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The Postwar Gulf: Return to Twin Pillars

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Journal article

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Operation Desert Storm, the military campaign that liberated Kuwait, constitutes a watershed in Middle East politics comparable in magnitude to the founding of Israel in 1948. Political, social, and economic forces have been set into motion which will. profoundly influence the region for decades. As leader of the 28-nation coalition victorious against Iraq, the United States will be viewed as responsible both for the success of military operations and for shaping the postwar environment. A common danger of war is that military victory often contains the seeds of future conflict. Therefore, the United States must implement a postwar regional strategy recognizing that the existing security structure has been shattered beyond repair, and that it must be replaced with a sturdier framework capable of protecting the Gulf from future threats. Every US President since World War II has recognized vital American interests in the Gulf, but we have tended to rely on others to protect those interests while concentrating ourselves on the global Soviet threat. Until its 1971 withdrawal from east of Suez, Britain policed the area. Afterward, to fill the resulting void, the Nixon Administration promulgated what came to be known as the Twin Pillar policy of relying on two moderate regional states-Iran and Saudi Arabia-to do the job. The Iranian Revolution effectively eliminated the stronger pillar, Iran now, a decade later, the Iraqi invasion demonstrated the inability of the other, Saudi Arabia, to deter regional aggression. The present postwar flux affords an opportunity to implement a new regional strategy firmly rooted in emerging political reality and based on two sturdier pillars an increased US military presence in the Gulf and the creation of a new regional balance of power.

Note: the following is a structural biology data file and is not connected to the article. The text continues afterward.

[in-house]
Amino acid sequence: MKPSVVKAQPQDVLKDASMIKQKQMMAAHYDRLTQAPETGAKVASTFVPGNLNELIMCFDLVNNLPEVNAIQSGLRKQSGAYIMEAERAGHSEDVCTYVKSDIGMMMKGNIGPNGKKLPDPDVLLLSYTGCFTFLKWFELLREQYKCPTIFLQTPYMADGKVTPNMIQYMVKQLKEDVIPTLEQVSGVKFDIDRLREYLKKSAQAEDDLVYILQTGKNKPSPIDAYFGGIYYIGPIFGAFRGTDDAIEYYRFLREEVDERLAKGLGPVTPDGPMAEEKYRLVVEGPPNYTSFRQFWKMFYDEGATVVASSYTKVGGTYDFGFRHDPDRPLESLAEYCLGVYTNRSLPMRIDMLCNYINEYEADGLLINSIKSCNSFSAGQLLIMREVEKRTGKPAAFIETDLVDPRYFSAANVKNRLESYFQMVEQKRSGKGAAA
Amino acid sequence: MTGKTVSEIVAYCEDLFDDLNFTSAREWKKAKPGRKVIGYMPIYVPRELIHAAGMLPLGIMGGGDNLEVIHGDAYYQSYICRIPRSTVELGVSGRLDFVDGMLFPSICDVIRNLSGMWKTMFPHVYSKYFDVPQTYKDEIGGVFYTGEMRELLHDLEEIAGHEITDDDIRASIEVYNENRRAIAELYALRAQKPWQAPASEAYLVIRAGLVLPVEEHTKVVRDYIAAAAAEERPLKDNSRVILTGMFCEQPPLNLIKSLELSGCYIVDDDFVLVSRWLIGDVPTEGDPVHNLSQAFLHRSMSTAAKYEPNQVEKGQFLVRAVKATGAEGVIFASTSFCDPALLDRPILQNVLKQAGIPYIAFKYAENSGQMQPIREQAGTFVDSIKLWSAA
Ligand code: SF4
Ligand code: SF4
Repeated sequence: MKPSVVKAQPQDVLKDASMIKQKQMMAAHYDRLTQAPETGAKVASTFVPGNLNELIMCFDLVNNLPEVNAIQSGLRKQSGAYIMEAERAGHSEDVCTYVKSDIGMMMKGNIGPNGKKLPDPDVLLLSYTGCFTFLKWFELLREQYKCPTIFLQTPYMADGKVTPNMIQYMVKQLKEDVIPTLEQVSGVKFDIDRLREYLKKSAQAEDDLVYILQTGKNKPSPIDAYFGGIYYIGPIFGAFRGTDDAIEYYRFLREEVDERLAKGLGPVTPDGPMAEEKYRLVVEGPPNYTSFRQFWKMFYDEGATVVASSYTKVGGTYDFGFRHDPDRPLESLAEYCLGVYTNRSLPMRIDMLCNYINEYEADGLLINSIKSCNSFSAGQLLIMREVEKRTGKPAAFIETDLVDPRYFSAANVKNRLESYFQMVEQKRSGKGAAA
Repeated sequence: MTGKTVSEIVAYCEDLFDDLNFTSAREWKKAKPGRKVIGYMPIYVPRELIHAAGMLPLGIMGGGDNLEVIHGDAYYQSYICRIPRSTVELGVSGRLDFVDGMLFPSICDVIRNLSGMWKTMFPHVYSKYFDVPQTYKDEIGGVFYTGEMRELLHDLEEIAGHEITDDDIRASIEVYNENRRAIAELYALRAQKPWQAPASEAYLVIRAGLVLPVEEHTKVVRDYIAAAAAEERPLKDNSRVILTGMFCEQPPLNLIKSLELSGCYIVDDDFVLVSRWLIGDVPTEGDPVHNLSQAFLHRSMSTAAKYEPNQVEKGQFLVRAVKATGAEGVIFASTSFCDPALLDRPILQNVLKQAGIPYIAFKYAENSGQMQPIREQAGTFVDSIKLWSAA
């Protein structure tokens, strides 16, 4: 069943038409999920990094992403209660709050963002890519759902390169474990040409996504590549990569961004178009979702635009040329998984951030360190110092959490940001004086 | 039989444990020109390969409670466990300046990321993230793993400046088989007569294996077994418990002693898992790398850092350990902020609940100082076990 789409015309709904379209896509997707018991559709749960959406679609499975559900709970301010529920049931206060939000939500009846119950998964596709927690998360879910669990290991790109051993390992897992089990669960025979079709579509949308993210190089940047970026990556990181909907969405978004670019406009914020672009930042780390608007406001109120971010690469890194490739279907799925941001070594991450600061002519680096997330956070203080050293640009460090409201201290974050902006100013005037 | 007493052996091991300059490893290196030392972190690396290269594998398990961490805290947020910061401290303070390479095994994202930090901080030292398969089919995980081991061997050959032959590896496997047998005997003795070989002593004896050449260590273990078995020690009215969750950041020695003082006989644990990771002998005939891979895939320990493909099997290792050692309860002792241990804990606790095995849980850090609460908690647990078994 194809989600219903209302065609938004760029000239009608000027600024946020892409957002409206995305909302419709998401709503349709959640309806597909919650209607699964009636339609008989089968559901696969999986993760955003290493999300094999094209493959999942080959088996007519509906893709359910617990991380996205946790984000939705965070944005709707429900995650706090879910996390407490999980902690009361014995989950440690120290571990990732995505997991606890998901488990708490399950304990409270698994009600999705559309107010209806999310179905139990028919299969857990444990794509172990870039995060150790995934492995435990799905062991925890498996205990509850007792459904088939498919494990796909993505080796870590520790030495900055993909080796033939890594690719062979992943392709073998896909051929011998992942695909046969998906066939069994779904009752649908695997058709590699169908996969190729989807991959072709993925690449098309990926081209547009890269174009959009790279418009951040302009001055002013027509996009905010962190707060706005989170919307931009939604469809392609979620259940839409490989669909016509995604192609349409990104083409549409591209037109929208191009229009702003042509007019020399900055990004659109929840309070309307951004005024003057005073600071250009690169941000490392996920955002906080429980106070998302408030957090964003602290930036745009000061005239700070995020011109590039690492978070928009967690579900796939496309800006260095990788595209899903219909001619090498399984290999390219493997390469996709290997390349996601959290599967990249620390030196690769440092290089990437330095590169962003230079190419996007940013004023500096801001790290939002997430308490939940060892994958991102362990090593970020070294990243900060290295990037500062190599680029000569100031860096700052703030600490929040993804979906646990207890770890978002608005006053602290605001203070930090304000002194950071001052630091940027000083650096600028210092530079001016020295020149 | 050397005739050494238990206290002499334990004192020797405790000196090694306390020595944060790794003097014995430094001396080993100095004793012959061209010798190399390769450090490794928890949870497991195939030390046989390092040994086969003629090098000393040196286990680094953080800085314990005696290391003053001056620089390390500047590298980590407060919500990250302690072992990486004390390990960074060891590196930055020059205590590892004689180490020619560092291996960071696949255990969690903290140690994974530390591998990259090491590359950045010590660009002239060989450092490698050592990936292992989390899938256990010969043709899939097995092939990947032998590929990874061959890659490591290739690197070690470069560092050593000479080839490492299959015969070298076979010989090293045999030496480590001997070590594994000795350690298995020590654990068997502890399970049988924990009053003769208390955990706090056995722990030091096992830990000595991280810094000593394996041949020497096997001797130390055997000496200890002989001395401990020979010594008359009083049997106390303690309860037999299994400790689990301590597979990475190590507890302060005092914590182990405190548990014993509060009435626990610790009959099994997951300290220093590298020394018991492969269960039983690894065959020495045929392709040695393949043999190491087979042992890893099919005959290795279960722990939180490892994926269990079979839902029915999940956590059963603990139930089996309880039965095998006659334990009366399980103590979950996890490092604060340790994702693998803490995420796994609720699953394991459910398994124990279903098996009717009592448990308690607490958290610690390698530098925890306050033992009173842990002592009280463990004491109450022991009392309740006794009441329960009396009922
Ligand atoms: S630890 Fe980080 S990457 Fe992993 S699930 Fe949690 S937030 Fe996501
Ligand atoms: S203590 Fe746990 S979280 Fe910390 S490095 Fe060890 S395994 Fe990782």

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  • Government and Political Science
  • Military Forces and Organizations

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